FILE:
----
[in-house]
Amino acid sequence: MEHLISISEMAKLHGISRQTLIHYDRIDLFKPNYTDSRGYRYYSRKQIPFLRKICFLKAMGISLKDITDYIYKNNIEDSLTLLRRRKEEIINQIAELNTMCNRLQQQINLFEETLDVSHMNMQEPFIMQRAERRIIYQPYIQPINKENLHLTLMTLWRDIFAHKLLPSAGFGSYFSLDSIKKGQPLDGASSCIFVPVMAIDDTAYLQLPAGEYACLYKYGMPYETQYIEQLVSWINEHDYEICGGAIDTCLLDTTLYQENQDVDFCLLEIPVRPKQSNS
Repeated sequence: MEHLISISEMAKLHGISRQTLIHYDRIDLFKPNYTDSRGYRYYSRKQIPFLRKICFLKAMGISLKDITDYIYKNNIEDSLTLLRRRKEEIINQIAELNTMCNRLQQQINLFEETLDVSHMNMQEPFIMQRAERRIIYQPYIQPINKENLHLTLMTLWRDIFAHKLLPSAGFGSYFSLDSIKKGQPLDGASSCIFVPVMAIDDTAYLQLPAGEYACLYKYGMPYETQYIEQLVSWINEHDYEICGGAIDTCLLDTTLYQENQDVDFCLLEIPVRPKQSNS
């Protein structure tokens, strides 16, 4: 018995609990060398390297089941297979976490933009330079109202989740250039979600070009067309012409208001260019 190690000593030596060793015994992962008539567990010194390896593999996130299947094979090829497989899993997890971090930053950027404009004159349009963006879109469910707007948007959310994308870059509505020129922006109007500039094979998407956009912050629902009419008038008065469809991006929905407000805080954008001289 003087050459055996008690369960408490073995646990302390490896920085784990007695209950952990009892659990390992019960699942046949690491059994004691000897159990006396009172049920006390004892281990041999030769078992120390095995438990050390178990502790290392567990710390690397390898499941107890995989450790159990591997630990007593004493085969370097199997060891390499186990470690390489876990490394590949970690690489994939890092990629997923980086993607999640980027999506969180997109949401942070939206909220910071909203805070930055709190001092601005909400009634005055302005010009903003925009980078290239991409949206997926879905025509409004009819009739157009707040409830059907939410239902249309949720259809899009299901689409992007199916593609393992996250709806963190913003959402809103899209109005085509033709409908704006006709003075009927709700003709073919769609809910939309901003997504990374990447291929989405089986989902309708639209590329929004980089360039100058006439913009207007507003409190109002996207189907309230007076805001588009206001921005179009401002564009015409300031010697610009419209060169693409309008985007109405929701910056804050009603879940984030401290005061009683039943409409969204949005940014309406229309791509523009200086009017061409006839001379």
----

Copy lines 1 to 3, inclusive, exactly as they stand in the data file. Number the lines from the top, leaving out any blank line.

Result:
[in-house]
Amino acid sequence: MEHLISISEMAKLHGISRQTLIHYDRIDLFKPNYTDSRGYRYYSRKQIPFLRKICFLKAMGISLKDITDYIYKNNIEDSLTLLRRRKEEIINQIAELNTMCNRLQQQINLFEETLDVSHMNMQEPFIMQRAERRIIYQPYIQPINKENLHLTLMTLWRDIFAHKLLPSAGFGSYFSLDSIKKGQPLDGASSCIFVPVMAIDDTAYLQLPAGEYACLYKYGMPYETQYIEQLVSWINEHDYEICGGAIDTCLLDTTLYQENQDVDFCLLEIPVRPKQSNS
Repeated sequence: MEHLISISEMAKLHGISRQTLIHYDRIDLFKPNYTDSRGYRYYSRKQIPFLRKICFLKAMGISLKDITDYIYKNNIEDSLTLLRRRKEEIINQIAELNTMCNRLQQQINLFEETLDVSHMNMQEPFIMQRAERRIIYQPYIQPINKENLHLTLMTLWRDIFAHKLLPSAGFGSYFSLDSIKKGQPLDGASSCIFVPVMAIDDTAYLQLPAGEYACLYKYGMPYETQYIEQLVSWINEHDYEICGGAIDTCLLDTTLYQENQDVDFCLLEIPVRPKQSNS